The other fly was the peskier one; Kay now answered to a manager – an absentee manager in another state, who had very definite ideas on what the shop should accept and market – ideas which turned out to be a radical change. The take-in from the shop was unacceptable, said the absentee manager. It was simply not enough. So, henceforward, the absentee manager dictated, the shop would only carry collectables, high-quality jewelry (costume and otherwise) and original art. Everything else – shoes and clothing, household items, knickknacks and sports equipment had to go, immediately. Items should be labeled with a little price tag on a string, and be priced competitively – and none of this accepting just any old donation. Only quality stuff in a few limited categories, even if it had to be obtained from estate sales and auctions … no word on how this kind of activity would be funded, or who would be doing it, or researching the market-value of the select inventory. And the town of which I speak is thick with antique shops, collectable shops, and art galleries, most of which seem to be run by either entrepreneurs and paid professionals. At this juncture, Kay handed in her two-week notice. They let her go after a single week – and now, apparently, the shop will be run entirely by volunteers.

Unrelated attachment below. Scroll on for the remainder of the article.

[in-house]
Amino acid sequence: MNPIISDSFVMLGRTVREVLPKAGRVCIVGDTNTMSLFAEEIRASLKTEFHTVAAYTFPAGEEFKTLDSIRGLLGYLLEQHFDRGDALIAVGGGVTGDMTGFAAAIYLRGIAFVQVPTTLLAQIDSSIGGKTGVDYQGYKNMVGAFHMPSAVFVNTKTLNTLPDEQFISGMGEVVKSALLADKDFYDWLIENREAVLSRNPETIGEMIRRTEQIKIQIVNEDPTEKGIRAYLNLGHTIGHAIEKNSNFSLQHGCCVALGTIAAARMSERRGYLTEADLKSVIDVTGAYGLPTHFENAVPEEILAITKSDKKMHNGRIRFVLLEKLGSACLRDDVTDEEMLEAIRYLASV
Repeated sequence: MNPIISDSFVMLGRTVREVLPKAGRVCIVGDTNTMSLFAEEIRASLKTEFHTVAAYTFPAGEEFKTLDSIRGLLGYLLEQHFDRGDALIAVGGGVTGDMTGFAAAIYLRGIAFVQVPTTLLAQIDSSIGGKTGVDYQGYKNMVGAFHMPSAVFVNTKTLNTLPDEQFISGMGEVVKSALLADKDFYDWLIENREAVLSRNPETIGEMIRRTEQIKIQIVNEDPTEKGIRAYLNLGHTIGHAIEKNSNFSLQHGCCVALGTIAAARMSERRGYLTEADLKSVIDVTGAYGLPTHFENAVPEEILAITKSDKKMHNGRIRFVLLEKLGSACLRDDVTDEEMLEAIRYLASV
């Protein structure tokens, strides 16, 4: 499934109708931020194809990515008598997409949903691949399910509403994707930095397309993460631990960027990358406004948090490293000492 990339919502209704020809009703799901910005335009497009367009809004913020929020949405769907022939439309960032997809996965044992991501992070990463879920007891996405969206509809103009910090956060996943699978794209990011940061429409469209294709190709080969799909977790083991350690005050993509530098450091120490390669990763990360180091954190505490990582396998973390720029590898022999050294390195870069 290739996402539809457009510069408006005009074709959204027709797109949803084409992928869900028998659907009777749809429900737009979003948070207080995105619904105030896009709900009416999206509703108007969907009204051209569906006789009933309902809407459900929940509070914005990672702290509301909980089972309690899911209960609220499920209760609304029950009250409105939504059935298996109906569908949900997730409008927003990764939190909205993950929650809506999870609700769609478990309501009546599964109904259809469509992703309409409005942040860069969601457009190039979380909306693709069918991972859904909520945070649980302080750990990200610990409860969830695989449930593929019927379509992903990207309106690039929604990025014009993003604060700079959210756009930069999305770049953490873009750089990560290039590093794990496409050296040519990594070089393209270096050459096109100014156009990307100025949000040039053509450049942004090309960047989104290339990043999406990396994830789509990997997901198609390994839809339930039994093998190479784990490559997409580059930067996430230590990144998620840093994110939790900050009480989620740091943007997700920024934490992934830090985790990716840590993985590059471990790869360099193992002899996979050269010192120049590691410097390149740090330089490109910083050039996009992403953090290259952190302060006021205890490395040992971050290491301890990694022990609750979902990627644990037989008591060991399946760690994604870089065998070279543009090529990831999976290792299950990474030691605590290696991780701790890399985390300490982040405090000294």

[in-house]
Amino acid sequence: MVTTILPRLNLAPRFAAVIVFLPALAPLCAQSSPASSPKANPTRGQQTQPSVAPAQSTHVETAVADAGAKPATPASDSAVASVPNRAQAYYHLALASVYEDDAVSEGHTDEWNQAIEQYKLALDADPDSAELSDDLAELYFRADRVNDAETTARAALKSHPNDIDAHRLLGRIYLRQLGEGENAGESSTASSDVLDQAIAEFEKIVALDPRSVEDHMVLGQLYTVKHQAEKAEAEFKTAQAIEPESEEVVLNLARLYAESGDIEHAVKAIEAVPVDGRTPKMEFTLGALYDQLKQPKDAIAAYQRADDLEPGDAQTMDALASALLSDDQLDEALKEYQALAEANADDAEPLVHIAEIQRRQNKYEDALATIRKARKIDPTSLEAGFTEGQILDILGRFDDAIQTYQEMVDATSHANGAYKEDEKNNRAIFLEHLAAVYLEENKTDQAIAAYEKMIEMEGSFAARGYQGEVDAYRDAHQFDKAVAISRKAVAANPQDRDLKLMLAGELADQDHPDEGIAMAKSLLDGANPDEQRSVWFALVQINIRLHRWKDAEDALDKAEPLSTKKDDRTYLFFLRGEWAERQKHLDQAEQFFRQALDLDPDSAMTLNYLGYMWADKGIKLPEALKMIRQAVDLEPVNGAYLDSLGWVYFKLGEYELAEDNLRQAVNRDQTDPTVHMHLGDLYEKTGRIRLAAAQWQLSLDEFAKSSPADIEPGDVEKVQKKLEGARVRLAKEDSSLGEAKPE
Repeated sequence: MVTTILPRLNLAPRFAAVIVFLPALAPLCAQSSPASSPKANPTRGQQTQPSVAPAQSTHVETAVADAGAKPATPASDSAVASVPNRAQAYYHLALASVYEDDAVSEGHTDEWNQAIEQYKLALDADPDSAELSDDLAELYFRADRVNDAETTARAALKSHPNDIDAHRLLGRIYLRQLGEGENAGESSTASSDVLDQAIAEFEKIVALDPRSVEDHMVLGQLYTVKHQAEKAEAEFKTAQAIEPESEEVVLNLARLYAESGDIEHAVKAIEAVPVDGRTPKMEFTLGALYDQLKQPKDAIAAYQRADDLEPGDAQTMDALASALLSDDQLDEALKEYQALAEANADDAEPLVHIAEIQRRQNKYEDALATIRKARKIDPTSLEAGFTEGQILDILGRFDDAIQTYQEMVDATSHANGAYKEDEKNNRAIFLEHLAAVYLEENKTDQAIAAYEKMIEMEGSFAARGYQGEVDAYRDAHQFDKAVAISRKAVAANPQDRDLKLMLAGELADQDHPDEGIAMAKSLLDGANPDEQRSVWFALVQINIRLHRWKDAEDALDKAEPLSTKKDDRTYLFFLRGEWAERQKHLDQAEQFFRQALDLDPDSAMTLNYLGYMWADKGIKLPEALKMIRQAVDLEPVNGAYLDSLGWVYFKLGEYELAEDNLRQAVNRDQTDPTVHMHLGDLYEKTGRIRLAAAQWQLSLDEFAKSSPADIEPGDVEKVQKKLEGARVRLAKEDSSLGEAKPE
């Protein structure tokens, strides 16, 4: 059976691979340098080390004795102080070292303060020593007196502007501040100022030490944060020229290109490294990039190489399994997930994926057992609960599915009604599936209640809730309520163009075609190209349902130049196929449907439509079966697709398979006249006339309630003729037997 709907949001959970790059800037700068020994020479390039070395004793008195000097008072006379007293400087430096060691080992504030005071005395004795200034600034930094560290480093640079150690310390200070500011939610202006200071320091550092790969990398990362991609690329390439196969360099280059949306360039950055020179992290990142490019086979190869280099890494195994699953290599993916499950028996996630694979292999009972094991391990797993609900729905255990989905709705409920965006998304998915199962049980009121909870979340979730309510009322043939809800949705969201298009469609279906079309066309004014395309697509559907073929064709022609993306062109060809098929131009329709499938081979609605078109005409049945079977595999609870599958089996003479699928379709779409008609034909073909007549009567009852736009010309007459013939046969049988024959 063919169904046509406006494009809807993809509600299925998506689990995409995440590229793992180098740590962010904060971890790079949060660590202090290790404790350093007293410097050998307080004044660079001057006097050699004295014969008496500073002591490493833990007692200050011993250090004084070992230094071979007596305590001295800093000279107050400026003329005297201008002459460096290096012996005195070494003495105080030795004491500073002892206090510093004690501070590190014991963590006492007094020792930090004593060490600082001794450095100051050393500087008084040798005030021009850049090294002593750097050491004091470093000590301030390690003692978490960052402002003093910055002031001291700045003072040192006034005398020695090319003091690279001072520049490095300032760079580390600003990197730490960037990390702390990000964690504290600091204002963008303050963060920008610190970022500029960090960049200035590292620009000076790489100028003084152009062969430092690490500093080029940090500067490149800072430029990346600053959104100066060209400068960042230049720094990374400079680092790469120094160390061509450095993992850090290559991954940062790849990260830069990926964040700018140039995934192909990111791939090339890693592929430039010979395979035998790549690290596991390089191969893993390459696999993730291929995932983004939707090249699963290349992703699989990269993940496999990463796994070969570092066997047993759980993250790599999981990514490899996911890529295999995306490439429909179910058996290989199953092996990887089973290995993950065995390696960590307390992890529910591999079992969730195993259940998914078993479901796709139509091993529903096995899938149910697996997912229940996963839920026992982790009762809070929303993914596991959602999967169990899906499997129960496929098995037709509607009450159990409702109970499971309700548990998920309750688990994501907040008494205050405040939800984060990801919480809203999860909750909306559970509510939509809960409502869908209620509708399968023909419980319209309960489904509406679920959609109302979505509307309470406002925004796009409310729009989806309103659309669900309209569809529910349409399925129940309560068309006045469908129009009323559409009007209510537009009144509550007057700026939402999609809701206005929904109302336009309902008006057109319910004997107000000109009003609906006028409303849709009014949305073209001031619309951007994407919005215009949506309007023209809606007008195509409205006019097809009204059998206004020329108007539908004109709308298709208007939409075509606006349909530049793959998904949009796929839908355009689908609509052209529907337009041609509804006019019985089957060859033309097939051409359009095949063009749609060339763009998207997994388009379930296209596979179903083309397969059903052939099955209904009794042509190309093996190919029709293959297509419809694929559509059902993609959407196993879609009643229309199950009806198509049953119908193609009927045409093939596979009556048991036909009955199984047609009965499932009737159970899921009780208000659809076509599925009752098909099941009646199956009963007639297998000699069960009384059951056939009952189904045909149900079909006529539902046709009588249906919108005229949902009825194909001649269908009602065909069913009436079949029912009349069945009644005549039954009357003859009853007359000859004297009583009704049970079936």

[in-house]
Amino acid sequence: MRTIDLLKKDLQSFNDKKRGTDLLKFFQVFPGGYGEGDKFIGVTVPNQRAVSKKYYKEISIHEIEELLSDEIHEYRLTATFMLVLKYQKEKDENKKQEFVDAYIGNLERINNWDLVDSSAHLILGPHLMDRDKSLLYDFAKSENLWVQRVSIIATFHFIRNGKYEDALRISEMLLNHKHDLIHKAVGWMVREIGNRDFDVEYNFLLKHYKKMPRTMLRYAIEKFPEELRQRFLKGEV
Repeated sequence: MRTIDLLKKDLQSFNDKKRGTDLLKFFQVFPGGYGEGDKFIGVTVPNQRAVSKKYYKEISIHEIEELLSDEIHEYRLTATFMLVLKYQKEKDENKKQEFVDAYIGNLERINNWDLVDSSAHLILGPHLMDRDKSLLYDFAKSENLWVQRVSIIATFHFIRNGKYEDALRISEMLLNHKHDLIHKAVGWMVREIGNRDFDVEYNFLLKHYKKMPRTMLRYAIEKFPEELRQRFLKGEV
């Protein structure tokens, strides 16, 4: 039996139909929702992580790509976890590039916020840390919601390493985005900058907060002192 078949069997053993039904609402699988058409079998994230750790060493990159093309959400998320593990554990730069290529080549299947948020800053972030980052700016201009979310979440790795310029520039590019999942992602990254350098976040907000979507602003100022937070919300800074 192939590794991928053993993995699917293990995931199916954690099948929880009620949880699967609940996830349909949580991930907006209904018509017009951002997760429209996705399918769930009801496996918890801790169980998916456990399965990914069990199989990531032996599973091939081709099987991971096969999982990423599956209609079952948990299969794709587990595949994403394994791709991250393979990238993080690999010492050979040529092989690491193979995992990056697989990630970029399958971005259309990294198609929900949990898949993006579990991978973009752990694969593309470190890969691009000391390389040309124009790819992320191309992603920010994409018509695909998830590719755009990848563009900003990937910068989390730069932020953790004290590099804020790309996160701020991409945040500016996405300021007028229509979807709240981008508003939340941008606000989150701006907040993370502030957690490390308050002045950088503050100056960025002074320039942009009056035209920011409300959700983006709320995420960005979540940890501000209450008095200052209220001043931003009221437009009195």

So, without knowing any of the economics – how much was the lease on the shop, how much it actually cost to run vis-à-vis the intake, and how much Kay’s personal connections with the donating and volunteering community contributed to the shop – I can only look at it from the outside, and what it all looks like to me as a consumer. Essentially, this one shop dominated the retail niche it occupied. It was open every day but Mondays – which put it ahead of the other shops, and Kay’s on-line marketing through social media made out-of-town shoppers well-aware of what was available. The goods were attractively and tastefully arranged by a professional. Oh, sure, some of them were the usual sort of junk which gravitates to Goodwill and the Salvation Army, but taken overall – it was a far superior shopping experience, in quality and aesthetics. And now, under the dictates of the absentee manager, it will be just another boutique in a town full of them. My daughter and I agreed – we likely won’t be able to afford anything in it, and it will only last about six months before the charitable concern running it pulls the plug.